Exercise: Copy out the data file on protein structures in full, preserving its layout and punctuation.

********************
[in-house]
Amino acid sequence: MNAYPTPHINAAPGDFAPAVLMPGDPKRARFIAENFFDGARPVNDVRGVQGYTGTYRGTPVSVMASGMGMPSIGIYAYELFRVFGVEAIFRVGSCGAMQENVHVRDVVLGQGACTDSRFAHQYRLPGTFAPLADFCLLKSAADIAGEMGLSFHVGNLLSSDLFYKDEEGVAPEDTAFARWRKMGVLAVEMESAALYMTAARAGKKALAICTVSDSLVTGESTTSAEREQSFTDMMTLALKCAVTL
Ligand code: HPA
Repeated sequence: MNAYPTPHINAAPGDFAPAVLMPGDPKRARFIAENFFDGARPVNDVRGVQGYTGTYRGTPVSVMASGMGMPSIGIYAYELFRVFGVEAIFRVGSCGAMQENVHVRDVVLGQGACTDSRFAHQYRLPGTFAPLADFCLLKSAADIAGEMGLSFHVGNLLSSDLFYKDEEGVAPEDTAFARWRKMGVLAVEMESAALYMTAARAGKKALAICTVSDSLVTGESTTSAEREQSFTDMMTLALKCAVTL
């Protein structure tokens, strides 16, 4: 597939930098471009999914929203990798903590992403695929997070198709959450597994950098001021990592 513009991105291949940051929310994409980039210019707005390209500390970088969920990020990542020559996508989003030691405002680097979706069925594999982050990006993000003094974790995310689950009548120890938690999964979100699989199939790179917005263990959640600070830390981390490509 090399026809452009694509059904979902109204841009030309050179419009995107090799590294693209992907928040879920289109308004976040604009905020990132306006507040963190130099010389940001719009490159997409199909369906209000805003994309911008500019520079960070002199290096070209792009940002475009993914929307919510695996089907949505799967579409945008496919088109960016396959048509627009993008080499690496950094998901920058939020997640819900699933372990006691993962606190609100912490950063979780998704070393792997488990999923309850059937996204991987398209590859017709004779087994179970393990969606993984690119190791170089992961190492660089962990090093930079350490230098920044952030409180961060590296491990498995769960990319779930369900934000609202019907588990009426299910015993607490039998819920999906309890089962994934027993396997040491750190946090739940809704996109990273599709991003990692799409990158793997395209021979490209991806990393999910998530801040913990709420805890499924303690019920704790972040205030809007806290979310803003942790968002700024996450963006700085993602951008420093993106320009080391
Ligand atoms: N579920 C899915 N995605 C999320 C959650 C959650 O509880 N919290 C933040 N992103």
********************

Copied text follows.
[in-house]
Amino acid sequence: MNAYPTPHINAAPGDFAPAVLMPGDPKRARFIAENFFDGARPVNDVRGVQGYTGTYRGTPVSVMASGMGMPSIGIYAYELFRVFGVEAIFRVGSCGAMQENVHVRDVVLGQGACTDSRFAHQYRLPGTFAPLADFCLLKSAADIAGEMGLSFHVGNLLSSDLFYKDEEGVAPEDTAFARWRKMGVLAVEMESAALYMTAARAGKKALAICTVSDSLVTGESTTSAEREQSFTDMMTLALKCAVTL
Ligand code: HPA
Repeated sequence: MNAYPTPHINAAPGDFAPAVLMPGDPKRARFIAENFFDGARPVNDVRGVQGYTGTYRGTPVSVMASGMGMPSIGIYAYELFRVFGVEAIFRVGSCGAMQENVHVRDVVLGQGACTDSRFAHQYRLPGTFAPLADFCLLKSAADIAGEMGLSFHVGNLLSSDLFYKDEEGVAPEDTAFARWRKMGVLAVEMESAALYMTAARAGKKALAICTVSDSLVTGESTTSAEREQSFTDMMTLALKCAVTL
């Protein structure tokens, strides 16, 4: 597939930098471009999914929203990798903590992403695929997070198709959450597994950098001021990592 513009991105291949940051929310994409980039210019707005390209500390970088969920990020990542020559996508989003030691405002680097979706069925594999982050990006993000003094974790995310689950009548120890938690999964979100699989199939790179917005263990959640600070830390981390490509 090399026809452009694509059904979902109204841009030309050179419009995107090799590294693209992907928040879920289109308004976040604009905020990132306006507040963190130099010389940001719009490159997409199909369906209000805003994309911008500019520079960070002199290096070209792009940002475009993914929307919510695996089907949505799967579409945008496919088109960016396959048509627009993008080499690496950094998901920058939020997640819900699933372990006691993962606190609100912490950063979780998704070393792997488990999923309850059937996204991987398209590859017709004779087994179970393990969606993984690119190791170089992961190492660089962990090093930079350490230098920044952030409180961060590296491990498995769960990319779930369900934000609202019907588990009426299910015993607490039998819920999906309890089962994934027993396997040491750190946090739940809704996109990273599709991003990692799409990158793997395209021979490209991806990393999910998530801040913990709420805890499924303690019920704790972040205030809007806290979310803003942790968002700024996450963006700085993602951008420093993106320009080391
Ligand atoms: N579920 C899915 N995605 C999320 C959650 C959650 O509880 N919290 C933040 N992103």